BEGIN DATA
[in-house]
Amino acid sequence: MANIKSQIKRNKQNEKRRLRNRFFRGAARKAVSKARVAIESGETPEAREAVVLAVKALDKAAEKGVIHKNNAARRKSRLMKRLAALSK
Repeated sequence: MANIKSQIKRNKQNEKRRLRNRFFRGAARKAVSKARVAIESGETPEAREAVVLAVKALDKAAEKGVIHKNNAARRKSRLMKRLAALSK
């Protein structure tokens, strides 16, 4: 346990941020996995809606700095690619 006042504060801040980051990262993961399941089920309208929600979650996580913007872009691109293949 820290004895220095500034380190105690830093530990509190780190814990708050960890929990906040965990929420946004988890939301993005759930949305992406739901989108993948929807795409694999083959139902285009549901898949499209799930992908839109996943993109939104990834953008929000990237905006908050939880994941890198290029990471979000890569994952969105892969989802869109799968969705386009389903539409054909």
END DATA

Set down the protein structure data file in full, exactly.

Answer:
[in-house]
Amino acid sequence: MANIKSQIKRNKQNEKRRLRNRFFRGAARKAVSKARVAIESGETPEAREAVVLAVKALDKAAEKGVIHKNNAARRKSRLMKRLAALSK
Repeated sequence: MANIKSQIKRNKQNEKRRLRNRFFRGAARKAVSKARVAIESGETPEAREAVVLAVKALDKAAEKGVIHKNNAARRKSRLMKRLAALSK
């Protein structure tokens, strides 16, 4: 346990941020996995809606700095690619 006042504060801040980051990262993961399941089920309208929600979650996580913007872009691109293949 820290004895220095500034380190105690830093530990509190780190814990708050960890929990906040965990929420946004988890939301993005759930949305992406739901989108993948929807795409694999083959139902285009549901898949499209799930992908839109996943993109939104990834953008929000990237905006908050939880994941890198290029990471979000890569994952969105892969989802869109799968969705386009389903539409054909």